The 20 Greatest Violinists of All Time

Who are the finest violinists ever to have been recorded on disc? We asked 100 of today’s leading players to name their inspirations…

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The 20 Greatest Violinists of All Time
The 20 Greatest Violinists of All Time as chosen by 100 of today's best performers
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It’s the instrument that inspired solo masterpieces from Bach to Bartók, that leads the way in chamber groups and symphony orchestras, that is equally at home in gypsy, klezmer and jazz groups alike. Just where would music be without the wonderful violin?

And in the right hands, few instruments can match the violin for displays of thrilling virtuosity, for expressing the full gamut of human emotions and for sheer beauty of sound. As a result, few instrumentalists have had quite the same legendary status as enjoyed by the greatest violinists. In fact, stories concerning the violin and those who play it have sometimes gone beyond the realms of reality – for instance, at his prime in the 1820s, Niccolò Paganini was believed by some to made a pact with the devil himself.

We asked 100 of today’s best players to tell us the violinists who have inspired them most. Each had three choices, with the stipulation that they must have heard them either on disc or live. We totted up the results to produce the following Top 20 of the greatest violinists of the recorded era…

• Read more: Find out how the violinists voted... 

20. George Enescu

(1881-1955) Romanian

George Enescu was a prodigiously gifted musician whose celebrity was limited by his own modesty and dislike of showmanship for its own sake. Not only a violinist, he was Romania’s leading composer, a distinguished conductor and a teacher whose pupils included Yehudi Menuhin, Arthur Grumiaux, Ivry Gitlis, Christian Ferras and Ida Haendel. From the age of four he studied violin with the gypsy player Lae Chioru and made his first public appearance, aged eight, as a violinist in 1889. Enescu then studied composition and violin at the Paris Conservatoire, supplementing his official violin lessons with the Paris-based Cuban violinist José White. He toured widely as a violinist (both as a solo and chamber musician) and conductor, but regarded his chief vocation as a composer. His unshowily pristine and song-like violin playing is preserved in the few recordings he made in the US during the 1920s, and his 1940s recordings of Bach’s Solo Sonatas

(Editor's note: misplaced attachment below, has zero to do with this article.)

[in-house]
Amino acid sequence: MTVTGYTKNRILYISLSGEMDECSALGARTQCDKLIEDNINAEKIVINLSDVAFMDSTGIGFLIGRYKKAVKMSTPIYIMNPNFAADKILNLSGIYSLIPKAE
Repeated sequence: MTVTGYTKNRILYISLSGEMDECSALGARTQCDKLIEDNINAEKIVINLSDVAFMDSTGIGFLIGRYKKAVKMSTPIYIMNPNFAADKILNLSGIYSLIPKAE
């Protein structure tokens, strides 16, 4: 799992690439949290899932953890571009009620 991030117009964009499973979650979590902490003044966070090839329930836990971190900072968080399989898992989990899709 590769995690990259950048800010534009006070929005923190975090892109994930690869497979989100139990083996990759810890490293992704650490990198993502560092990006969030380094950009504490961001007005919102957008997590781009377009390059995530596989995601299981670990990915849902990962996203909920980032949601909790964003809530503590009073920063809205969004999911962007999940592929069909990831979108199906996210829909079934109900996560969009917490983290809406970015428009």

and Partitas.

Essential recording: 
The Columbia Solo recordings – works by Chausson, Corelli, Enescu, Handel, Kreisler and Pugnani
Opus Kura OPK 2086

 

19. Frank Peter Zimmerman

(b.1965) German

At the heart of Frank Peter Zimmermann’s repertoire are the great violin concertos. ‘I always go over the works I’ve often played as if I had never known them, seeking for fresh perspectives,’ he says. It’s this searching spirit and thoughtful intelligence that distinguishes Zimmermann’s playing, not forgetting an unflappable technique and pure, warm and strong sound. After studies in Germany and Amsterdam, the German violinist embarked on his solo career in 1983, soon performing around the world and recording many of the major concertos for EMI. Zimmermann has also made his mark with contemporary music, premiering works by Matthias Pintscher, Brett Dean and Augusta Read Thomas. But it’s playing chamber music that gives Zimmermann the most satisfaction at the moment, he recently told BBC Music Magazine. In 2007 he formed the Trio Zimmermann with viola player Antoine Tamestit and cellist Christian Poltéra. Their thrilling Beethoven String Trios CD on the BIS record label won a BBC Music Magazine Chamber Award in 2013.